2053 Woodbridge Avenue - Edison, NJ 08817

Wednesday, March 23, 2011

E364 Mar 15 1. Real Estate Sales - Spring is the Time to prepare your home for sale 2. Motion to suppress granted when police did not obtain telep

E364 Mar 15

1. Real Estate Sales - Spring is the Time to prepare your home for sale

2. Motion to suppress granted when police did not obtain telephonic search warrant for car

3. Next events: Middlesex County Bar Association Practice Area Awards Dinner plus charity races

1. Real Estate Sales - Spring is the Time to prepare your home for sale

To better serve our Probate and Senior citizen clients, Kenneth Vercammen has taken and passed the NJ Real Estate Salesperson test. The examination consists of numerous questions taken over a 4-hour period after taking numerous classes. Mr. Vercammen is now also a licensed real estate agent, is affiliated with is one of the largest real estate agencies in the country. Even if we cannot handle the closing, we can refer you to realtors or attorneys experienced in real estate purchases or sales.

The sale of a home is probably the largest transaction a person will ever undertake. Careful consideration should be given to the technical difficulties involved in the transfer.

The Contract of Sale

A Contract of Sale is an agreement for the purchase and sale of real estate. This is the most important document in any real estate transaction because it establishes the respective rights and responsibilities of the purchaser and the seller.

Since the Contract of Sale is important and legally binding New Jersey requires a 3-day attorney review period on Contracts prepared by a realtor. Please read the contract before signing. If you have any questions, please ask your real estate agent. If there are any clauses you want added, such as the house sale "As is", make sure they are added to the Contract before signing.

The 3-day attorney review period is to protect the buyer and seller from being forever bound by a contract without them receiving the benefit of legal advice. You only have three days to have your attorney review the contract and make the appropriate changes. Remember that once a Contract is signed and in final form after 3 days, your rights and obligations are fixed concerning the transaction. Your attorney will no longer have the opportunity to structure the Contract to meet your objectives.

Read and Understand the Contract Before Signing your Contract of Sale

Perhaps the seller may want to retain possession of the property for some time in order to find new accommodations. You should make sure these clauses are included in the contract defining such rights prior to signing. Never sign a contract involving the sale or purchase of real estate until you have done the following:

1. read the entire contract

2. written down your questions and posed them to your realtor

3. made sure all your requested clauses are included, such as the house being sold "as is"

These are only a few matters usually covered in the contract. However, they illustrate the variety of terms and conditions to be considered when you enter into such a transaction.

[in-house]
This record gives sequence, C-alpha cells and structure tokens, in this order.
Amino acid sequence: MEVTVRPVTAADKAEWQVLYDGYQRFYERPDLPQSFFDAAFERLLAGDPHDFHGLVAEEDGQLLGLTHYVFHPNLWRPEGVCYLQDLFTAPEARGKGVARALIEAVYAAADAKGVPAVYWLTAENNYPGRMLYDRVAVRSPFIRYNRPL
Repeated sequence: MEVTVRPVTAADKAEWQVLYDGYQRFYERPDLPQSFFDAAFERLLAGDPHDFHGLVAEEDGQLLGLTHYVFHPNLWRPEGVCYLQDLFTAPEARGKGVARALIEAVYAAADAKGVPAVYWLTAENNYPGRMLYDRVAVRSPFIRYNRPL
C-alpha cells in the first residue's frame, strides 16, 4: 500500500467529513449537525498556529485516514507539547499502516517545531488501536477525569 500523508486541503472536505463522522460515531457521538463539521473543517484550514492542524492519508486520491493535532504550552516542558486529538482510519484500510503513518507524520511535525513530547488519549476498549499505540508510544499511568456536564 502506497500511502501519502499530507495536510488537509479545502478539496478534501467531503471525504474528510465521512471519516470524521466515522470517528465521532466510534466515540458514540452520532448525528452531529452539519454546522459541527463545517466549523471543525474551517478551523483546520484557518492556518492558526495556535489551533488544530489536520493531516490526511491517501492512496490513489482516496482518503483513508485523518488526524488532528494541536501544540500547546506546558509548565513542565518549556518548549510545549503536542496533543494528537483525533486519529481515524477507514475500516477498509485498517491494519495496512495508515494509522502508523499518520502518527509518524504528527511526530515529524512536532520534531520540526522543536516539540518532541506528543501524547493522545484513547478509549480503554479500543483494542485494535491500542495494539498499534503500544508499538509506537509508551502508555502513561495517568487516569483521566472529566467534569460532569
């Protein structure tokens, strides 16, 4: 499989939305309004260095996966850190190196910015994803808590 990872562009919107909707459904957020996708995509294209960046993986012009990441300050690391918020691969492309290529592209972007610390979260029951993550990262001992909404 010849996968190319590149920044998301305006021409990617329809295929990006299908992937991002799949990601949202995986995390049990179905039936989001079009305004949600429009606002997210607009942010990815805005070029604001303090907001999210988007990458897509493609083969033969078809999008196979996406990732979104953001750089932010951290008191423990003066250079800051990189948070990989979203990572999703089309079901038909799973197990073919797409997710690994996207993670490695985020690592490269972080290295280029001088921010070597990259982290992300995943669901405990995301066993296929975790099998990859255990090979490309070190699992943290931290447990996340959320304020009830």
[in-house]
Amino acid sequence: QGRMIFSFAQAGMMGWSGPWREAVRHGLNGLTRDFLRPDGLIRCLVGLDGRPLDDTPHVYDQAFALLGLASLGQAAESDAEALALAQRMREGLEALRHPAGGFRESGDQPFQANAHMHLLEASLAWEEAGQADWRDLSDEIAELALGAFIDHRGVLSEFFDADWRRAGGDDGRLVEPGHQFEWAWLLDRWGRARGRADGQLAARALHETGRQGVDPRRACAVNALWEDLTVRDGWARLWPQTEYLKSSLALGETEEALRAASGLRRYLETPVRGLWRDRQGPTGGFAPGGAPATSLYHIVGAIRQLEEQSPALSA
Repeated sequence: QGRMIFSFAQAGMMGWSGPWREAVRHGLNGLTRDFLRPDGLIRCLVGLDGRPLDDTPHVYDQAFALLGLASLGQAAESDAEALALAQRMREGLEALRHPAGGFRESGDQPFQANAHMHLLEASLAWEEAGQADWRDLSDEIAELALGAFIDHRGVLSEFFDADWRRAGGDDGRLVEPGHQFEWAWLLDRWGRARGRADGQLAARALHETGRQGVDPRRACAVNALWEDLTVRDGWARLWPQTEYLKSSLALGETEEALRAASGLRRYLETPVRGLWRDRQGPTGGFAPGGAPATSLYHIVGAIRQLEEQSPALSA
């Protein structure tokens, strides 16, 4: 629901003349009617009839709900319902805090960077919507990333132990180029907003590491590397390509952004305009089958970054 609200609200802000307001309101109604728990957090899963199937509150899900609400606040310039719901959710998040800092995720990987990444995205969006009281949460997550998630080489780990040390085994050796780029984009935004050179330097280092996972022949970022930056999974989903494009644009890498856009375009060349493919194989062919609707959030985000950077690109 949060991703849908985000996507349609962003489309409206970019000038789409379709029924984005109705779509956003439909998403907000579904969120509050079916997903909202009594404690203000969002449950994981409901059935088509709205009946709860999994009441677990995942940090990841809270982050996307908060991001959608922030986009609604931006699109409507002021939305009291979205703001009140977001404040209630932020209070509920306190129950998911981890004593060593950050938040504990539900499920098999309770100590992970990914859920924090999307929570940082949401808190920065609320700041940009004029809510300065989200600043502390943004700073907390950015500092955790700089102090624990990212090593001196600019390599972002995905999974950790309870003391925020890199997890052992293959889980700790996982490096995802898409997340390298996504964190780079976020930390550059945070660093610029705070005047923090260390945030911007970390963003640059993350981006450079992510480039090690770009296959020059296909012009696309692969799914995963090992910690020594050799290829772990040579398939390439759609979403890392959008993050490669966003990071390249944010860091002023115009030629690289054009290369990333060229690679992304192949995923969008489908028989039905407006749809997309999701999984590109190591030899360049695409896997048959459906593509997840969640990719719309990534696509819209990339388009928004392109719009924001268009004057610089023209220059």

Work with your Realtor

Your realtor is a highly trained licensed professional. Their goal is to help you through this closing. They perform substantial work and earn the commissions of between $8,000- $16,000. In order to keep your legal fees down, you should be calling you realtor with routine questions regarding the closing. We have learned by past experience if you, your realtor or you family call your attorney's office every day, these calls are not included in the $800 fee, and there will be a charge for excess calls. The buyer is entitled to obtain a termite inspection and home inspection. Inspections are scheduled by the realtors. If the buyer requests repairs after the home inspection report is done, speak with your realtor first.

The seller is responsible for obtaining the smoke detector certificate, plus municipal certificate of occupancy if required by your town. Discuss these with your realtor. Please also arrange the walk through with your realtor.

Closing date is approximate

You should understand that the proposed closing date in the Contract is an approximate closing date. The actual closing depends upon the buyer's mortgage company issuing a commitment and a mortgage check. We do not set the closing date that is set by the buyer's attorney. The realtor should be calling the buyer's attorney to determine time of closing and directions to the closing, not our office.

If Seller fails to timely obtain a written mortgage payoff statement, there will be an additional charge of $100.00 for the Seller's attorney to obtain the written payoff statement.

SELLERS INFORMATION SHEET- To be filled out by seller and returned to seller's attorney


1. SELLERS NAME: (as it appears on deed)


2. Real Estate being Sold: Lot No. _________ Block No. __________

Address: __________________________________________

3. Present Mortgage Company: _____________________________

Address: ___________________________________________

Loan No. ___________________ 800 Telephone No. ____________

(Provide copy of payoff amount)

4. Other Mortgages, including Bridge Loans or Home Equity: